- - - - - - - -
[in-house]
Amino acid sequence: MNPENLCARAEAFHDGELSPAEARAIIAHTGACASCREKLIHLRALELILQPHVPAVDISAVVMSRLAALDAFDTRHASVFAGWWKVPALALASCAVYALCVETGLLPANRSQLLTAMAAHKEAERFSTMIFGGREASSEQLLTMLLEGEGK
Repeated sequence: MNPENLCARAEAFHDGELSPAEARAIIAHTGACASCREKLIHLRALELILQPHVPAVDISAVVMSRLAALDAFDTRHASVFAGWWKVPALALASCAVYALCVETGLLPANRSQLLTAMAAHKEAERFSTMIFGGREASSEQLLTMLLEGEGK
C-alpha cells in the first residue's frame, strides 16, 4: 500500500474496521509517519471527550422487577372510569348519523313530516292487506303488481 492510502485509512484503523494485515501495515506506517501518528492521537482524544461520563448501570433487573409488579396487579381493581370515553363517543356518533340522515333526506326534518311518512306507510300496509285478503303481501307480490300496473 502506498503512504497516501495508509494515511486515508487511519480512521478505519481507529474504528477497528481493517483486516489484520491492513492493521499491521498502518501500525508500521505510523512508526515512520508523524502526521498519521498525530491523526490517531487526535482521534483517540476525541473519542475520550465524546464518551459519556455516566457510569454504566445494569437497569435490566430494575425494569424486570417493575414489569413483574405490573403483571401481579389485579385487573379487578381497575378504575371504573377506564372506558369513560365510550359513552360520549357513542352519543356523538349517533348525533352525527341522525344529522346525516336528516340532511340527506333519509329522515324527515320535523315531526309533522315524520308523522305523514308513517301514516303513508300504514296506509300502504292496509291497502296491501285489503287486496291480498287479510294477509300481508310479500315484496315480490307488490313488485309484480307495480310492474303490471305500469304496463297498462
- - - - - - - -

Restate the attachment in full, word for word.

[in-house]
Amino acid sequence: MNPENLCARAEAFHDGELSPAEARAIIAHTGACASCREKLIHLRALELILQPHVPAVDISAVVMSRLAALDAFDTRHASVFAGWWKVPALALASCAVYALCVETGLLPANRSQLLTAMAAHKEAERFSTMIFGGREASSEQLLTMLLEGEGK
Repeated sequence: MNPENLCARAEAFHDGELSPAEARAIIAHTGACASCREKLIHLRALELILQPHVPAVDISAVVMSRLAALDAFDTRHASVFAGWWKVPALALASCAVYALCVETGLLPANRSQLLTAMAAHKEAERFSTMIFGGREASSEQLLTMLLEGEGK
C-alpha cells in the first residue's frame, strides 16, 4: 500500500474496521509517519471527550422487577372510569348519523313530516292487506303488481 492510502485509512484503523494485515501495515506506517501518528492521537482524544461520563448501570433487573409488579396487579381493581370515553363517543356518533340522515333526506326534518311518512306507510300496509285478503303481501307480490300496473 502506498503512504497516501495508509494515511486515508487511519480512521478505519481507529474504528477497528481493517483486516489484520491492513492493521499491521498502518501500525508500521505510523512508526515512520508523524502526521498519521498525530491523526490517531487526535482521534483517540476525541473519542475520550465524546464518551459519556455516566457510569454504566445494569437497569435490566430494575425494569424486570417493575414489569413483574405490573403483571401481579389485579385487573379487578381497575378504575371504573377506564372506558369513560365510550359513552360520549357513542352519543356523538349517533348525533352525527341522525344529522346525516336528516340532511340527506333519509329522515324527515320535523315531526309533522315524520308523522305523514308513517301514516303513508300504514296506509300502504292496509291497502296491501285489503287486496291480498287479510294477509300481508310479500315484496315480490307488490313488485309484480307495480310492474303490471305500469304496463297498462